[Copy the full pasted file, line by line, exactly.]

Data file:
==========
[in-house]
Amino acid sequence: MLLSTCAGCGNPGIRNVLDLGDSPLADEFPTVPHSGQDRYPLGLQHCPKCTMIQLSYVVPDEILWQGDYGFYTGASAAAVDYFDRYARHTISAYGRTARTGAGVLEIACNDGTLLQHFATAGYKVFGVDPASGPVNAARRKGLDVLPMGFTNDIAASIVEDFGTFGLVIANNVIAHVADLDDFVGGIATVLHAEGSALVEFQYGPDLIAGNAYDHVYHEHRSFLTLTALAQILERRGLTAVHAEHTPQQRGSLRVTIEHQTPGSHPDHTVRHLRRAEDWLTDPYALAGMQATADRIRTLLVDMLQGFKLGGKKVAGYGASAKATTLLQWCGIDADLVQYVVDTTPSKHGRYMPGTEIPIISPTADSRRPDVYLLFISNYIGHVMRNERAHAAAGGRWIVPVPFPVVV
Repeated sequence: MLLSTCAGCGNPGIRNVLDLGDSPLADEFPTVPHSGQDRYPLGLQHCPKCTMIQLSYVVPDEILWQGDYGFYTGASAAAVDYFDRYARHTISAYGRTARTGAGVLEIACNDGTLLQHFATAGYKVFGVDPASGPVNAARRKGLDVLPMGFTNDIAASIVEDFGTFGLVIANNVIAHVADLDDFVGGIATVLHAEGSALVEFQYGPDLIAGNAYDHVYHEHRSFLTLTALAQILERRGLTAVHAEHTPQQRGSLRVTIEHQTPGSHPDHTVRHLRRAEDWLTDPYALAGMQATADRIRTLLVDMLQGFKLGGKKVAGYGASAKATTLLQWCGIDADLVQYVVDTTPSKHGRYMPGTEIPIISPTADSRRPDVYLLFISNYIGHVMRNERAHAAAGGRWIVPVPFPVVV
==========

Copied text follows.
[in-house]
Amino acid sequence: MLLSTCAGCGNPGIRNVLDLGDSPLADEFPTVPHSGQDRYPLGLQHCPKCTMIQLSYVVPDEILWQGDYGFYTGASAAAVDYFDRYARHTISAYGRTARTGAGVLEIACNDGTLLQHFATAGYKVFGVDPASGPVNAARRKGLDVLPMGFTNDIAASIVEDFGTFGLVIANNVIAHVADLDDFVGGIATVLHAEGSALVEFQYGPDLIAGNAYDHVYHEHRSFLTLTALAQILERRGLTAVHAEHTPQQRGSLRVTIEHQTPGSHPDHTVRHLRRAEDWLTDPYALAGMQATADRIRTLLVDMLQGFKLGGKKVAGYGASAKATTLLQWCGIDADLVQYVVDTTPSKHGRYMPGTEIPIISPTADSRRPDVYLLFISNYIGHVMRNERAHAAAGGRWIVPVPFPVVV
Repeated sequence: MLLSTCAGCGNPGIRNVLDLGDSPLADEFPTVPHSGQDRYPLGLQHCPKCTMIQLSYVVPDEILWQGDYGFYTGASAAAVDYFDRYARHTISAYGRTARTGAGVLEIACNDGTLLQHFATAGYKVFGVDPASGPVNAARRKGLDVLPMGFTNDIAASIVEDFGTFGLVIANNVIAHVADLDDFVGGIATVLHAEGSALVEFQYGPDLIAGNAYDHVYHEHRSFLTLTALAQILERRGLTAVHAEHTPQQRGSLRVTIEHQTPGSHPDHTVRHLRRAEDWLTDPYALAGMQATADRIRTLLVDMLQGFKLGGKKVAGYGASAKATTLLQWCGIDADLVQYVVDTTPSKHGRYMPGTEIPIISPTADSRRPDVYLLFISNYIGHVMRNERAHAAAGGRWIVPVPFPVVV